Use “sdelete -z” when Shrinking a Windows Guest’s Virtual Hard Drive

I was installing Windows 7 in a VirtualBox Virtual Machine, and tried to shrink the dynamic virtual hard drive (vdi format). There are several guides out there explaining how to do this. SDelete is commonly used to zero out the virtual hard drive’s free space before compacting the hard drive file.  As the SDelete manual page states, “-z” is the correct option to use for this purpose.  However, many of the guides I read use the “-c” option.  This is counterproductive since it results in random data being written to the free space, thus causing the virtual hard drive file to expand to its maximum size (in my case, this filled my host PC’s hard drive).  This issue has been discussed quite a bit in forums and blog comments; “-c” at one time was the correct option to use, but the semantics of the “-c” and “-z” options changed with one of the recent SDelete releases (I understand it was with version 1.6).

Conclusion: With the latest version of SDelete, use the “-z” option when you are shrinking a virtual hard drive.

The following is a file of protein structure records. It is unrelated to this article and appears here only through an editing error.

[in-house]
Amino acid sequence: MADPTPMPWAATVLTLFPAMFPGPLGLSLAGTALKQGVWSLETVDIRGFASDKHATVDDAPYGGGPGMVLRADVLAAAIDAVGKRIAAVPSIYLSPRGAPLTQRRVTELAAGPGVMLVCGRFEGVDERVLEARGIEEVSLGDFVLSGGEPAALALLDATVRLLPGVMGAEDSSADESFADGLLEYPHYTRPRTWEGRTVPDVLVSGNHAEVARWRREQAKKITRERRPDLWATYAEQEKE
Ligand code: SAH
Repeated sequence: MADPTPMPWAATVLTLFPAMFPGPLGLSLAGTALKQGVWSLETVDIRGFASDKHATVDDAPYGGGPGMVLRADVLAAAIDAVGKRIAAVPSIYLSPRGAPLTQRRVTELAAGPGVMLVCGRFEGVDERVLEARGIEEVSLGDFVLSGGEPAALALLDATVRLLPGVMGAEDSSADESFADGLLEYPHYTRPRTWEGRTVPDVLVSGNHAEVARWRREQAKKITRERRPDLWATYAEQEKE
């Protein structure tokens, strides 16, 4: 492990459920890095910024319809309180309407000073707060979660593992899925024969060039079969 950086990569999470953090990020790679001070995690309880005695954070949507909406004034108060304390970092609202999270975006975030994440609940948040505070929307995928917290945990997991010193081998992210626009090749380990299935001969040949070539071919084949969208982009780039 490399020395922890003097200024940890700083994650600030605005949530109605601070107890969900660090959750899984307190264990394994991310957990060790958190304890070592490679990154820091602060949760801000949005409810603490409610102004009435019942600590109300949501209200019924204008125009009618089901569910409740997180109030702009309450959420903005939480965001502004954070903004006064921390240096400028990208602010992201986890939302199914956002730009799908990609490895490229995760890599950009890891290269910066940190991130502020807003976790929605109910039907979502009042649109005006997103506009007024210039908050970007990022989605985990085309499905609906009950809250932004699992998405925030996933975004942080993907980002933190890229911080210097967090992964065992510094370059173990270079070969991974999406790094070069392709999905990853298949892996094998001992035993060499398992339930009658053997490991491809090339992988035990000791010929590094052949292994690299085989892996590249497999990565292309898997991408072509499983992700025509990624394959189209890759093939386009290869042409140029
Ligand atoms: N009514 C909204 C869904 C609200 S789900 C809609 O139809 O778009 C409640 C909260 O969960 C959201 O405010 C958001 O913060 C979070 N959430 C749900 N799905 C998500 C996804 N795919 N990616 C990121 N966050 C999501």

As a side note, it took a long time for SDelete to finish on my machine – I think it was because I made my virtual hard drive very large.  I chose a size much larger than I actually needed, since I thought there would be no disadvantage to having too much space (since it is a dynamic drive, the extra virtual space takes no physical space).  In hindsight, maybe I should have chosen a smaller size.


Update: I found this blog entry, which has a similar post.


VirtualBox – PowerShell Script to Start a Virtual Machine with the Maximum Number of Monitors

With the help of a Plugable UGA-2K-A, I sometimes attach an extra monitor to my PC.  I have a VirtualBox virtual machine that I like to run across all of my physical monitors, and I used to manually change the virtual machine’s Monitor Count when connecting or disconnecting the extra monitor.  I now have a PowerShell script which automatically detects the number of monitors connected to my PC, sets the Monitor Count of the virtual machine, and then starts the machine.  I am using the script on a Windows 8 host. I posted the script in this GitHub Gist.

Update: I found this blog entry, which has a similar script (although some of the mechanics are different).